This April marks the 20th annual Sexual Assault Awareness month (SAAM). You can read more about the history of SAAM and related advocacy all around the country and the world here.

Last April, when I wrote a post in observance of SAAM, I sensed a deep need to communicate the fact that being a Christian campus does not disqualify Biola from contributing to the staggering national statistics concerning the prevalence of sexual assault on university campuses. The Annual Campus Safety Report can tell you that, without even mentioning the countless other instances of violence and coercion that take place in our community and yet go unreported.

As Christians, we affirm that each person is created in the image of God. We follow a Savior who preached gentleness, healing, mercy, and love. And yet, the deeply ironic and tragic fact of the matter is that despite our Christian convictions we, too, are a community marked by instances of sexual violence. Why?

My guess is that it has to do with the unique kind of misogyny which rears its head, specifically in religious circles that emphasize the importance of “purity” and abstinence-- where one among the many troubling narratives surrounding relationships between young men and women is that the latter are somehow “objects of temptation” or “stumbling blocks” for the former.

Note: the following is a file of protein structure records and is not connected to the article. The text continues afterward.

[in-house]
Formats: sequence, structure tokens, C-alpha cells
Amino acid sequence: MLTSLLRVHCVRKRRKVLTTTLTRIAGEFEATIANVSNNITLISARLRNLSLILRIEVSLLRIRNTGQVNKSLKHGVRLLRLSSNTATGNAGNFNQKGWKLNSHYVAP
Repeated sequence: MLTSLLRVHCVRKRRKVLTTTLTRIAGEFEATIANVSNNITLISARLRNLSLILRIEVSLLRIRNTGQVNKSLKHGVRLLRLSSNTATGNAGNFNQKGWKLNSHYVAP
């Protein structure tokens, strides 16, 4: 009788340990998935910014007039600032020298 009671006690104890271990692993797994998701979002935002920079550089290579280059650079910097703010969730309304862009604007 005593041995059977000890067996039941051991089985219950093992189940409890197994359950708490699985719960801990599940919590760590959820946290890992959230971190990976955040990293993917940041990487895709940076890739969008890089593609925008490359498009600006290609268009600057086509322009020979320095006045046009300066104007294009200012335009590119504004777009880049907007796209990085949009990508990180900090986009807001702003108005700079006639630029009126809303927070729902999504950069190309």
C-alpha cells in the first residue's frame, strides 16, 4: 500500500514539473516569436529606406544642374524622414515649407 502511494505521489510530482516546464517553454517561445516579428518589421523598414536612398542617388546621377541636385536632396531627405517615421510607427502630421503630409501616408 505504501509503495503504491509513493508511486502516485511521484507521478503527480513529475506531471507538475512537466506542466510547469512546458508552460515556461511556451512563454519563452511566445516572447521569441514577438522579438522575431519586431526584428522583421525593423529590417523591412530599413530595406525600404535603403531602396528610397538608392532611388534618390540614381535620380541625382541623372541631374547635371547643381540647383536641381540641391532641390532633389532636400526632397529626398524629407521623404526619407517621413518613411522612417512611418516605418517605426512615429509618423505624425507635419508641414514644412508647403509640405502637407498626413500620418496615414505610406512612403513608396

The lived consequences of narratives such as these can and indeed have been deeply damaging-- even deadly. We saw this with the shooting in Atlanta last month, which many have characterized as a racially-motivated manifestation of religious misogyny (the gunman, a devout Christian, cited the need to “eliminate his temptation”).

Its narratives and ideas such as these which allow and excuse inappropriate and violent behavior towards young Christian women on behalf of young Christian men especially. In order for one to commit an act of violence, something must enable them to feel entitled to the body and sexuality of their neighbor in the first place. Perhaps it’s time we examine the dimensions of our faith communities which enable this perceived entitlement.

As our everyday lives have become largely virtual, we’ve seen the ways that this perceived entitlement, which manifests itself in the form of sexual violence, follows us even into online spaces. Thus, the theme of Biola’s 2021 Sexual Assault Awareness Week is appropriately, “Building Safe Online Spaces & Healthy Boundaries.”

We encourage you to take a look at some of the resources Biola’s releasing from April 12-16 during their Focus Week of Action. Sexual violence and/or harassment committed virtually has the potential to be just as damaging as that committed in person. So, as we continue to navigate life in the space between “real life” and online, let us recognize the permission we have to set and enforce our own boundaries, and the obligation we have to respect those of others.

We’re entitled to safety in community, both in person and online. Let us be adamant in protecting ourselves and our neighbors-- not only this week or this month, but always.


Logan Lusk

This post is dedicated to survivors of sexual violence, especially Biola University students and alumni. We believe you and we stand with you.